Google has issued a warning about a new technique that hackers are using to abuse its Calendar service as a covert command-and-control (C2) channel. The technique involves a tool called Google Calendar RAT (GCR), which uses Google Calendar Events for C2 communication with a Gmail account. The tool was first published to GitHub in June 2023 by a researcher who goes by the alias MrSaighnal.
According to MrSaighnal, the tool creates a “Covert Channel” by exploiting the event descriptions in Google Calendar. The target machine, which is compromised by the malware, periodically polls the Calendar event description for new commands, executes them, and then updates the event description with command output. The target machine connects directly to Google, making it difficult for defenders to detect suspicious activity.
The tool requires a Gmail account and a Google API key to access the Calendar service. The attacker can create events in the Calendar and use the event descriptions to send commands to the target machine. The commands can be anything that can be executed by the target machine, such as downloading and running files, taking screenshots, or stealing credentials. The tool also supports encryption and compression of the data exchanged between the attacker and the target.
Why Google Calendar Service is Attractive for Hackers
Google Calendar service is one of the many cloud services that hackers can abuse to blend in with victim environments and evade detection. Cloud services offer several advantages for hackers, such as:
- They are widely used and trusted by users and organizations, making them less likely to be blocked or monitored by security tools.
- They provide reliable and scalable infrastructure for hosting and delivering malicious content, without the need to maintain their own servers or domains.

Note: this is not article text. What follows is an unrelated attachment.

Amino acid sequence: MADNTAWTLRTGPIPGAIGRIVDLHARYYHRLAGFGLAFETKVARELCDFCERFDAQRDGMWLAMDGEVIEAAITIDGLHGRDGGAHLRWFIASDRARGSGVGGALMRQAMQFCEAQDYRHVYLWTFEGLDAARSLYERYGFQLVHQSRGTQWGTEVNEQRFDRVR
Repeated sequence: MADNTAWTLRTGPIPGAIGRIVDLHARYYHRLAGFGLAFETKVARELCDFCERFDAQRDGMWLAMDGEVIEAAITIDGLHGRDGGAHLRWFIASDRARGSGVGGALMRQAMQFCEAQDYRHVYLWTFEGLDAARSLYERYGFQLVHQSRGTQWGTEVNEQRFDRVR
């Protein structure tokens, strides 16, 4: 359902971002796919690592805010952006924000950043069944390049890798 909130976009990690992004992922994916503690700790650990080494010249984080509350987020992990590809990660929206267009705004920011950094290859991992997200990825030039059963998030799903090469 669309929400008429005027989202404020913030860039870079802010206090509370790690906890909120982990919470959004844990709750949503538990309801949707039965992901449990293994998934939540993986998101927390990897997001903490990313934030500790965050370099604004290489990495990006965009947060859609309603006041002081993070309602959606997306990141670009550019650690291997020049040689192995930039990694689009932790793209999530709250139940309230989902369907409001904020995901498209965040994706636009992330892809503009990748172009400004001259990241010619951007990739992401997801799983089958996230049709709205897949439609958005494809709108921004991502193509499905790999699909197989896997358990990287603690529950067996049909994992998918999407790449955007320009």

- They allow hackers to leverage legitimate credentials and APIs to access and manipulate the data, reducing the chances of being flagged as malicious.
Google is not the only cloud service that hackers have exploited for C2 communication. In the past, hackers have also used services such as Dropbox, Twitter, Slack, Discord, and GitHub for similar purposes.
How Google is Responding to the Threat
Google said that it has not observed the use of the GCR tool in the wild, but noted that its Mandiant threat intelligence unit has observed multiple threat actors sharing the public proof-of-concept (PoC) exploit on underground forums. Google said that it is actively monitoring the situation and taking steps to mitigate the threat.
Google also advised users and organizations to follow best practices to protect their accounts and data from unauthorized access, such as:
- Enabling two-factor authentication and using strong passwords for their Google accounts.
- Reviewing and revoking any suspicious third-party apps or devices that have access to their Google accounts.
- Reporting any phishing or spam emails that attempt to lure them into clicking on malicious links or attachments.
- Using security tools and solutions that can detect and block malicious activity on their devices and networks.
Google also said that it has disabled the attacker-controlled Gmail accounts that were used by another malware, called BANANAMAIL, that also used email for C2 communication. BANANAMAIL is a small .NET backdoor that was used by an Iranian nation-state actor to compromise Windows users. The backdoor used IMAP to connect to a webmail account where it parsed emails for commands, executed them, and sent back an email containing the results.